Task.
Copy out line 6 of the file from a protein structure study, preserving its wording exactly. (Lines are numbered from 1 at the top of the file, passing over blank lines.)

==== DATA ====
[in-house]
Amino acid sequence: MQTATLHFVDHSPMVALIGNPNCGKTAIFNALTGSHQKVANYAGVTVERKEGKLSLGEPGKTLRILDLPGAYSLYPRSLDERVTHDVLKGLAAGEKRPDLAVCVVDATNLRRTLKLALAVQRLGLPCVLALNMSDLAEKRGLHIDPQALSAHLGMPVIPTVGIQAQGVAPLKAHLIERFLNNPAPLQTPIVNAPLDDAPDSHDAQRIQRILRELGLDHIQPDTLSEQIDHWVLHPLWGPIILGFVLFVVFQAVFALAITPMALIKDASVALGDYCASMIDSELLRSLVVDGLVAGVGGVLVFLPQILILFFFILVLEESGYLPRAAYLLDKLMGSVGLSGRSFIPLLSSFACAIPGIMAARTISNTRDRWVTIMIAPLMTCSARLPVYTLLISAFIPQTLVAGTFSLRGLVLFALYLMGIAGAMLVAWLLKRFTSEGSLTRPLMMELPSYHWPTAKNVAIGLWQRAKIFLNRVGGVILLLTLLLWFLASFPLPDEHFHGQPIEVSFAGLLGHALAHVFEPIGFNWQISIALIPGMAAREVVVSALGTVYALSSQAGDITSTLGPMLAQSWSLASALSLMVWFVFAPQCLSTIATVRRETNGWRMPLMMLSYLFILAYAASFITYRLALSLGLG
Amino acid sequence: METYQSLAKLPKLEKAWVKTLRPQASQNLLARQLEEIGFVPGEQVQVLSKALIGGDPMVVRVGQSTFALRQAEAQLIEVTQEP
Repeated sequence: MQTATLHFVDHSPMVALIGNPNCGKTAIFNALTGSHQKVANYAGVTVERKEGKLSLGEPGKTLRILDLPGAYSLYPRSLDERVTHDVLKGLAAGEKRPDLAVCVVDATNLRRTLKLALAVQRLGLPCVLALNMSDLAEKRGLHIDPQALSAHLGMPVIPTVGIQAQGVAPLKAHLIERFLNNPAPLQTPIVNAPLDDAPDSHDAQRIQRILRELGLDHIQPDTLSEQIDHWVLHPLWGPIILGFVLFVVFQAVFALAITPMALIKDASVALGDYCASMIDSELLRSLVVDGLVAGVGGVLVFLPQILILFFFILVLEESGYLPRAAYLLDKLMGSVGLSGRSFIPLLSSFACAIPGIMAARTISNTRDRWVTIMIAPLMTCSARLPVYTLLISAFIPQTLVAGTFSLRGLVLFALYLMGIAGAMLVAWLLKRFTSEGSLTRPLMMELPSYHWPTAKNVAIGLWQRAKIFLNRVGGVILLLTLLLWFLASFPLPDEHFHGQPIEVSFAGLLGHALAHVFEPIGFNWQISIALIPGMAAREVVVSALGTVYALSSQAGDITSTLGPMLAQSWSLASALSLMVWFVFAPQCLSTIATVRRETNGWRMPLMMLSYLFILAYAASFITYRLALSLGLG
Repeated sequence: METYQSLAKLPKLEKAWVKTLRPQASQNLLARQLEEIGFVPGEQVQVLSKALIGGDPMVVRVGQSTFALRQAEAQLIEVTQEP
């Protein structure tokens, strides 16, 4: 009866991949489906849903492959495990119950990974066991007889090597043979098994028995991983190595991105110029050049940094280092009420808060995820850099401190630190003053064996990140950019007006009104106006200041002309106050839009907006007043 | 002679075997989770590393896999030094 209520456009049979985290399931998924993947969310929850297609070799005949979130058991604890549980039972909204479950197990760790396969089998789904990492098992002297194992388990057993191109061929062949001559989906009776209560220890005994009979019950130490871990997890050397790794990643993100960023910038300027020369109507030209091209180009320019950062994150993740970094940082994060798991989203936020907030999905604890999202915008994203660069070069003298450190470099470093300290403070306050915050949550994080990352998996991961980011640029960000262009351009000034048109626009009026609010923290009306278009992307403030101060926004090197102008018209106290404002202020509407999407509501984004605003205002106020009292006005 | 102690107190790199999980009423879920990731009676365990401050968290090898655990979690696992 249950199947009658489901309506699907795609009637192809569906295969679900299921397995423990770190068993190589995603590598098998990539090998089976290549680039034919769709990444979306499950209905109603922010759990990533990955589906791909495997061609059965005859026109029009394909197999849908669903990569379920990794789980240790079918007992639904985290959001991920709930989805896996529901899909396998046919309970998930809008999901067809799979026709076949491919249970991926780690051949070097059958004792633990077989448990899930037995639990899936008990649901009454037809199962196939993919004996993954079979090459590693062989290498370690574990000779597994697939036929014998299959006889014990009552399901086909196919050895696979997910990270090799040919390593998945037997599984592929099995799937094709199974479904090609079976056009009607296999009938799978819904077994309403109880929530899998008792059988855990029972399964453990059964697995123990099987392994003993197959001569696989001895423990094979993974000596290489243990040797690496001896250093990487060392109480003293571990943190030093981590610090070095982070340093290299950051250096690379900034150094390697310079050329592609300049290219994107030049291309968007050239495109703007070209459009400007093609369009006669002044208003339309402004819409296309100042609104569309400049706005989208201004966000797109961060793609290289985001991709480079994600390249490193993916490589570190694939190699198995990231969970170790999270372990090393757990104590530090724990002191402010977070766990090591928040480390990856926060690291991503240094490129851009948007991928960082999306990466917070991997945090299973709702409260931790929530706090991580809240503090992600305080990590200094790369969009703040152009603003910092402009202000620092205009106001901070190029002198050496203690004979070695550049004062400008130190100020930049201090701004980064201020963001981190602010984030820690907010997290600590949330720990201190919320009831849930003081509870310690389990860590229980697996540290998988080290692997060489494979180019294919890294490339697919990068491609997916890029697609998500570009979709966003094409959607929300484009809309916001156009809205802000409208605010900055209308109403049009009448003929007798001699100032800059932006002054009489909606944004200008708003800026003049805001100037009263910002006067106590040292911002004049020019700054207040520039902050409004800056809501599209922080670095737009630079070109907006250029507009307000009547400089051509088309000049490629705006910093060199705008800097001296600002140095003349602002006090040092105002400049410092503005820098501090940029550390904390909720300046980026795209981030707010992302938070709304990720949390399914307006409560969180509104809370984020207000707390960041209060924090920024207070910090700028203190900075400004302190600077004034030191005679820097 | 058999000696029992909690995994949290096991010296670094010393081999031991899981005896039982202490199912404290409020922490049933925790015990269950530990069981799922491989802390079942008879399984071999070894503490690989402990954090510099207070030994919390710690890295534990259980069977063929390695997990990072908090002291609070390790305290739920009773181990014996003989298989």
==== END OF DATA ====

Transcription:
């Protein structure tokens, strides 16, 4: 009866991949489906849903492959495990119950990974066991007889090597043979098994028995991983190595991105110029050049940094280092009420808060995820850099401190630190003053064996990140950019007006009104106006200041002309106050839009907006007043 | 002679075997989770590393896999030094 209520456009049979985290399931998924993947969310929850297609070799005949979130058991604890549980039972909204479950197990760790396969089998789904990492098992002297194992388990057993191109061929062949001559989906009776209560220890005994009979019950130490871990997890050397790794990643993100960023910038300027020369109507030209091209180009320019950062994150993740970094940082994060798991989203936020907030999905604890999202915008994203660069070069003298450190470099470093300290403070306050915050949550994080990352998996991961980011640029960000262009351009000034048109626009009026609010923290009306278009992307403030101060926004090197102008018209106290404002202020509407999407509501984004605003205002106020009292006005 | 102690107190790199999980009423879920990731009676365990401050968290090898655990979690696992 249950199947009658489901309506699907795609009637192809569906295969679900299921397995423990770190068993190589995603590598098998990539090998089976290549680039034919769709990444979306499950209905109603922010759990990533990955589906791909495997061609059965005859026109029009394909197999849908669903990569379920990794789980240790079918007992639904985290959001991920709930989805896996529901899909396998046919309970998930809008999901067809799979026709076949491919249970991926780690051949070097059958004792633990077989448990899930037995639990899936008990649901009454037809199962196939993919004996993954079979090459590693062989290498370690574990000779597994697939036929014998299959006889014990009552399901086909196919050895696979997910990270090799040919390593998945037997599984592929099995799937094709199974479904090609079976056009009607296999009938799978819904077994309403109880929530899998008792059988855990029972399964453990059964697995123990099987392994003993197959001569696989001895423990094979993974000596290489243990040797690496001896250093990487060392109480003293571990943190030093981590610090070095982070340093290299950051250096690379900034150094390697310079050329592609300049290219994107030049291309968007050239495109703007070209459009400007093609369009006669002044208003339309402004819409296309100042609104569309400049706005989208201004966000797109961060793609290289985001991709480079994600390249490193993916490589570190694939190699198995990231969970170790999270372990090393757990104590530090724990002191402010977070766990090591928040480390990856926060690291991503240094490129851009948007991928960082999306990466917070991997945090299973709702409260931790929530706090991580809240503090992600305080990590200094790369969009703040152009603003910092402009202000620092205009106001901070190029002198050496203690004979070695550049004062400008130190100020930049201090701004980064201020963001981190602010984030820690907010997290600590949330720990201190919320009831849930003081509870310690389990860590229980697996540290998988080290692997060489494979180019294919890294490339697919990068491609997916890029697609998500570009979709966003094409959607929300484009809309916001156009809205802000409208605010900055209308109403049009009448003929007798001699100032800059932006002054009489909606944004200008708003800026003049805001100037009263910002006067106590040292911002004049020019700054207040520039902050409004800056809501599209922080670095737009630079070109907006250029507009307000009547400089051509088309000049490629705006910093060199705008800097001296600002140095003349602002006090040092105002400049410092503005820098501090940029550390904390909720300046980026795209981030707010992302938070709304990720949390399914307006409560969180509104809370984020207000707390960041209060924090920024207070910090700028203190900075400004302190600077004034030191005679820097 | 058999000696029992909690995994949290096991010296670094010393081999031991899981005896039982202490199912404290409020922490049933925790015990269950530990069981799922491989802390079942008879399984071999070894503490690989402990954090510099207070030994919390710690890295534990259980069977063929390695997990990072908090002291609070390790305290739920009773181990014996003989298989």